Anti-aging and clues to a long, healthy life

The Science of Telomeres

The science of aging is truly in its infancy. The next decade will see huge discoveries made as to what causes your body to age, what can be done to better minimise chronic disease, and how the odds of living to the age of 100 and beyond can be increased.


Past posts have talked about the science of telomeres. Part of your chromosomes, telomeres are gaining more press these days as a real indicator of the effects of aging on your body. The longer your telomeres, the better your odds of living a longer, healthier life.

A study published yesterday in The Lancet Oncology supports the effects a healthy lifestyle has on telomeres. Small in size with only 35 participants with non-life threatening prostate cancer, the study was done by the Preventive Medicine Research Institute at the University of California, San Francisco, founded by Dr. Dean Ornish.

In the study, all participants had their telomeres measured. Fifteen participants continued with no changes to their lifestyles. The remaining ten were asked to make the following changes to theirs:

  1. Eat a diet that’s high in plant-based protein, fruits, vegetables, unrefined grains and low in fat and refined carbohydrates
  2. Do moderate aerobic exercise for 30 minutes per day, six days per week
  3. Take part in stress management activities such as yoga-based stretching and meditation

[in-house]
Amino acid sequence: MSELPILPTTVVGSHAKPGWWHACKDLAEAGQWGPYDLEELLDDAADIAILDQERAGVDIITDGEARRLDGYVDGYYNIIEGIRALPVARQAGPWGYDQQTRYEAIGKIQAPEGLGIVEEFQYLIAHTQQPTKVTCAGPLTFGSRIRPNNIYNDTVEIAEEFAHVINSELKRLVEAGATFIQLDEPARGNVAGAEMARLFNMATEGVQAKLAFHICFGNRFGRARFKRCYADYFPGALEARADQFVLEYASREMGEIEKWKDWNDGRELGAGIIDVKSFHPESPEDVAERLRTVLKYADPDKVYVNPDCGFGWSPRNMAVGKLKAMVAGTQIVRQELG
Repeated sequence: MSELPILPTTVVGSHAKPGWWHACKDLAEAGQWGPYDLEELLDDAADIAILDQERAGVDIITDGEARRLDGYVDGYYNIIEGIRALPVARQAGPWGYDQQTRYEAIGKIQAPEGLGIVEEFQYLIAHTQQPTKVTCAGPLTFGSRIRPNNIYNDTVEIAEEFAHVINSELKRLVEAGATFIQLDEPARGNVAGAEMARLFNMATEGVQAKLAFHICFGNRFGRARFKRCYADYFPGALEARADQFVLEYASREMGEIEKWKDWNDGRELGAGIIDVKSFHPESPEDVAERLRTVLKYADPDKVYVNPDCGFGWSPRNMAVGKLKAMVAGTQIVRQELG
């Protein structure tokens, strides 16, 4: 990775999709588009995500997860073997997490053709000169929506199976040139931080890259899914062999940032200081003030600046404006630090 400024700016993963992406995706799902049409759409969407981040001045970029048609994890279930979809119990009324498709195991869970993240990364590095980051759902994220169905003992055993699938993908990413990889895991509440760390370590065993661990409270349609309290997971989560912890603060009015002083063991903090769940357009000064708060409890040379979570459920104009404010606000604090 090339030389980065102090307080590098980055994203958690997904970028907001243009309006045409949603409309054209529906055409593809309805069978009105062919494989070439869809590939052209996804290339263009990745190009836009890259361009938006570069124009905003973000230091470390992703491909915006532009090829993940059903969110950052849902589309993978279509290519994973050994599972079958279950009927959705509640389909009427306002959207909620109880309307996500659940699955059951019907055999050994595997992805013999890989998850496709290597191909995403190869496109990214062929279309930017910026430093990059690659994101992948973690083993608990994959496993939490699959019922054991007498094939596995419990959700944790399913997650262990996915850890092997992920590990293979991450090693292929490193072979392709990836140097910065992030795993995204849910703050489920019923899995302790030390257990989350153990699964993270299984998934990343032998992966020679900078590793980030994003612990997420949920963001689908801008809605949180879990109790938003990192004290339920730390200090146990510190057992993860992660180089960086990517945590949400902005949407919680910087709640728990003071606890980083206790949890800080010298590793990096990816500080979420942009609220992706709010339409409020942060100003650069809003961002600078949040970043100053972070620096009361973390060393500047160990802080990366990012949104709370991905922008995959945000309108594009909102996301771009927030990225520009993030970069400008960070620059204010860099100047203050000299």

4. Attend weekly social support group sessions

When telomere lengths were measured five years later and compared to baseline numbers, the numbers confirmed the positive effects of lifestyle change. The group changing its lifestyle had an average increase in telomere length of 10 percent. The group that made no changes had an average decrease of 3 percent in telomere length.

The good news? Though you and your genes may be predisposed to certain conditions, lifestyle changes can have a positive effect on your overall health.

As Dr. Elizabeth Chin, chief medical officer of the Executive Health Centre says,

“I have always believed that nurture trumps nature. We understand that our DNA increases our risk for disease, but it’s up to us and how we interact with our environment that will determine our lifespan and health span.”

There you have it. The MEANS to an End Lifestyle™ advocated in these posts is gaining scientific support. There is hope to jump on an anti-aging quest, regardless of your age or present state of health.

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